Now I'm looking forward to some ice cream and short stories. What are you reading? 

Getting to Know You Survey
1) What fine part of the world are you reading from today? Hello from New Jersey! Today is pretty gloomy, which is fine with me. Who needs to go outside when there is reading to do? 
2) Which book in your stack are you most looking forward to? I'm pretty excited to read When Dimple Met Rishi and catch up on some Lucy Knisley comics. 3) Which snack are you most looking forward to? I have to confess I didn't do a lot of snack planning this year. However, I did make a giant batch of pumpkin pancakes the other day so there will definitely be pancakes at some point. 4) Tell us a little something about yourself! I've lived in New Jersey since I was five, I married the boy I started dating in eighth grade, I have two kids, and I am really enjoying expanding my editing business now that my little one is in kindergarten. 5) If you participated in the last read-a-thon, what’s one thing you’ll do different today? If this is your first read-a-thon, what are you most looking forward to? I figured out that this is my 15th Readathon (!) so I'm going to relax and enjoy reading lots of fantastic books. Thanks to everyone who makes Readathon possible every year! 

Friday, October 19, 2018

Readathon Prep and Tips

Tomorrow is Readathon! In a world where temperatures drop 40 degrees in one day, it's nice to know that one thing is certain: each fall and spring, readers around the world will assemble an audacious stack of books, fill their fridges and cupboards with snacks, and settle in to read for 24 hours.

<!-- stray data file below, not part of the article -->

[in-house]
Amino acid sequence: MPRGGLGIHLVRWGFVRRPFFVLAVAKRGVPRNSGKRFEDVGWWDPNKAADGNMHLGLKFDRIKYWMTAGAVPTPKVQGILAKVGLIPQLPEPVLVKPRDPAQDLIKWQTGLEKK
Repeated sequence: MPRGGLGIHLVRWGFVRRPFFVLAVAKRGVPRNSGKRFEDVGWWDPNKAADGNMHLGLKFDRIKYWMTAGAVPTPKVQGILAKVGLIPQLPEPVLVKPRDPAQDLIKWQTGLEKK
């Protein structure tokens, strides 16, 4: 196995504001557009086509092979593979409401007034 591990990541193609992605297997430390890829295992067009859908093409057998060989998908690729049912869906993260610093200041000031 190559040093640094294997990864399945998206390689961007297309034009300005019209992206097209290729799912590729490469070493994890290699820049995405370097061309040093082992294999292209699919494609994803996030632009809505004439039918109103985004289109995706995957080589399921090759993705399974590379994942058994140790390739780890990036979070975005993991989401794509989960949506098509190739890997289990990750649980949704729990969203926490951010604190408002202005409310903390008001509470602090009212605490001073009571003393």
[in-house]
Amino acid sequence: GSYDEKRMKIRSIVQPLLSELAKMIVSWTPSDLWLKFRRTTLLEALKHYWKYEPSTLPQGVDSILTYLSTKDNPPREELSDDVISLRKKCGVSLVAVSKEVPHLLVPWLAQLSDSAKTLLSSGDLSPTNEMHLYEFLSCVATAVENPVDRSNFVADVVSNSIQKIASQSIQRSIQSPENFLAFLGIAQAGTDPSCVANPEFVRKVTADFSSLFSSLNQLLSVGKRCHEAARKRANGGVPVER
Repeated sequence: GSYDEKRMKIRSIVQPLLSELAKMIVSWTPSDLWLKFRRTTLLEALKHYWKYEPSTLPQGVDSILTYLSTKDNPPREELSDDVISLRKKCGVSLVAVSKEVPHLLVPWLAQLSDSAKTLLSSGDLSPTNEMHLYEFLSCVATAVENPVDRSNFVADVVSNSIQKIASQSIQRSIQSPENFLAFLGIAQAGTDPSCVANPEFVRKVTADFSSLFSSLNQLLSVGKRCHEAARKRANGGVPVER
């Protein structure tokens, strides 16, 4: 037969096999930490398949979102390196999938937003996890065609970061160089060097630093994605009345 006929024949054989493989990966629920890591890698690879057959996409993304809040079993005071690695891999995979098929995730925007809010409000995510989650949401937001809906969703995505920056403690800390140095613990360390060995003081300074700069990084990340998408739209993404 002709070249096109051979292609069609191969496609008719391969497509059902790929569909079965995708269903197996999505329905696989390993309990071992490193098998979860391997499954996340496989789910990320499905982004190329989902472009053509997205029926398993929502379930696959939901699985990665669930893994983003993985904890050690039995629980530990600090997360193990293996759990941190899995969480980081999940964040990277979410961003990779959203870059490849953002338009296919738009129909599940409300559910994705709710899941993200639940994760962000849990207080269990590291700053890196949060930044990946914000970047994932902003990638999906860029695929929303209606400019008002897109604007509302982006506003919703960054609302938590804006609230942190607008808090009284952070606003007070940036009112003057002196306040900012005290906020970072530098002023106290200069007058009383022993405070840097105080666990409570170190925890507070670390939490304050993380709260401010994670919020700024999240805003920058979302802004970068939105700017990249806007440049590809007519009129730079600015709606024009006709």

If you haven't signed up yet, there is still time! Go here to join us.

Here are the books I'm starting out with tomorrow:

Comics: Displacement, Giant Days
Fiction: The Ocean at the End of the Lane, When Dimple Met Rishi, The Keep
Short stories: The Sadness of Beautiful Things, The Complete Stories of Flannery O'Connor
I also have A Forever Family on my kindle and the audiobook of Cress on my phone.

I figured out that I have been a part of the Readathon since I started blogging in 2011, which means that this is my 15th Readathon. If you are a newbie, I have some tips for you!

1) Variety, variety, variety
Make your stack of books ridiculously large and as varied as possible. It's terrible to only plan a book or two and then find that you hate them and have to go find something else. Give yourself a lot of options and make sure that you have children's books, short stories, audiobooks, and comics in the mix--you never know what is going to keep you awake when you have been reading for 18 hours!

2) Take a break
Seriously. Get up. Stretch. Go for a walk. Take 10 minutes and clean up your kitchen or vacuum your living room. Sitting in one place for too long is an invitation to fall asleep.